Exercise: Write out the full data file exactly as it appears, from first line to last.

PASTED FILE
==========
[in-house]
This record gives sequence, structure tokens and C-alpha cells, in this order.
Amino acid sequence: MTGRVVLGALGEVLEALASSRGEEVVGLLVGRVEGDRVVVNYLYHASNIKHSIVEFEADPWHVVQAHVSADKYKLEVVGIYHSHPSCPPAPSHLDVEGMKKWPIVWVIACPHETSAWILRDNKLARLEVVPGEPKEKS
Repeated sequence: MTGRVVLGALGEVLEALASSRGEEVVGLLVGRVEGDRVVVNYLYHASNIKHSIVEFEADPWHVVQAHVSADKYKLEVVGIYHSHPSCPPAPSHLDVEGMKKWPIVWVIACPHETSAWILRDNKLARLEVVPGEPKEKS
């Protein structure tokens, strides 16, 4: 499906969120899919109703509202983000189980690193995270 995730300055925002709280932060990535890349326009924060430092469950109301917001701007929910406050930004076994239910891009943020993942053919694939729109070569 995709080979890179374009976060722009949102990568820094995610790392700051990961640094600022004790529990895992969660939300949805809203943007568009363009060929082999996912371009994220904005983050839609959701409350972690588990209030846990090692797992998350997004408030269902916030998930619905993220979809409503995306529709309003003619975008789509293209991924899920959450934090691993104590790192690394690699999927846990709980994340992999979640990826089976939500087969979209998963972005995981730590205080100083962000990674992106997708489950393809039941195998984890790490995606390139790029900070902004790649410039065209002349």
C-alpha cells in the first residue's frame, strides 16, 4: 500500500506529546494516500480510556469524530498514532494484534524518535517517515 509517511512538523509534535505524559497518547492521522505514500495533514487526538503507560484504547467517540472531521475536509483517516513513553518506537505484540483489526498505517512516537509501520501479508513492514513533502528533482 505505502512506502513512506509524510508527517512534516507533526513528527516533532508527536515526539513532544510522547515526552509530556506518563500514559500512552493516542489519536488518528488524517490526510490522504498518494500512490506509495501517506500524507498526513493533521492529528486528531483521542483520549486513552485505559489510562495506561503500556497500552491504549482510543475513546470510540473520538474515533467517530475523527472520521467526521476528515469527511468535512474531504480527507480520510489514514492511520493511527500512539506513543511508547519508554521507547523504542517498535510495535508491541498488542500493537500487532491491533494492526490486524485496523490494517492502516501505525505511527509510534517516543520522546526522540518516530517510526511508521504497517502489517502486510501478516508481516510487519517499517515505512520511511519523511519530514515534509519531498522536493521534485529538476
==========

[in-house]
This record gives sequence, structure tokens and C-alpha cells, in this order.
Amino acid sequence: MTGRVVLGALGEVLEALASSRGEEVVGLLVGRVEGDRVVVNYLYHASNIKHSIVEFEADPWHVVQAHVSADKYKLEVVGIYHSHPSCPPAPSHLDVEGMKKWPIVWVIACPHETSAWILRDNKLARLEVVPGEPKEKS
Repeated sequence: MTGRVVLGALGEVLEALASSRGEEVVGLLVGRVEGDRVVVNYLYHASNIKHSIVEFEADPWHVVQAHVSADKYKLEVVGIYHSHPSCPPAPSHLDVEGMKKWPIVWVIACPHETSAWILRDNKLARLEVVPGEPKEKS
């Protein structure tokens, strides 16, 4: 499906969120899919109703509202983000189980690193995270 995730300055925002709280932060990535890349326009924060430092469950109301917001701007929910406050930004076994239910891009943020993942053919694939729109070569 995709080979890179374009976060722009949102990568820094995610790392700051990961640094600022004790529990895992969660939300949805809203943007568009363009060929082999996912371009994220904005983050839609959701409350972690588990209030846990090692797992998350997004408030269902916030998930619905993220979809409503995306529709309003003619975008789509293209991924899920959450934090691993104590790192690394690699999927846990709980994340992999979640990826089976939500087969979209998963972005995981730590205080100083962000990674992106997708489950393809039941195998984890790490995606390139790029900070902004790649410039065209002349």
C-alpha cells in the first residue's frame, strides 16, 4: 500500500506529546494516500480510556469524530498514532494484534524518535517517515 509517511512538523509534535505524559497518547492521522505514500495533514487526538503507560484504547467517540472531521475536509483517516513513553518506537505484540483489526498505517512516537509501520501479508513492514513533502528533482 505505502512506502513512506509524510508527517512534516507533526513528527516533532508527536515526539513532544510522547515526552509530556506518563500514559500512552493516542489519536488518528488524517490526510490522504498518494500512490506509495501517506500524507498526513493533521492529528486528531483521542483520549486513552485505559489510562495506561503500556497500552491504549482510543475513546470510540473520538474515533467517530475523527472520521467526521476528515469527511468535512474531504480527507480520510489514514492511520493511527500512539506513543511508547519508554521507547523504542517498535510495535508491541498488542500493537500487532491491533494492526490486524485496523490494517492502516501505525505511527509510534517516543520522546526522540518516530517510526511508521504497517502489517502486510501478516508481516510487519517499517515505512520511511519523511519530514515534509519531498522536493521534485529538476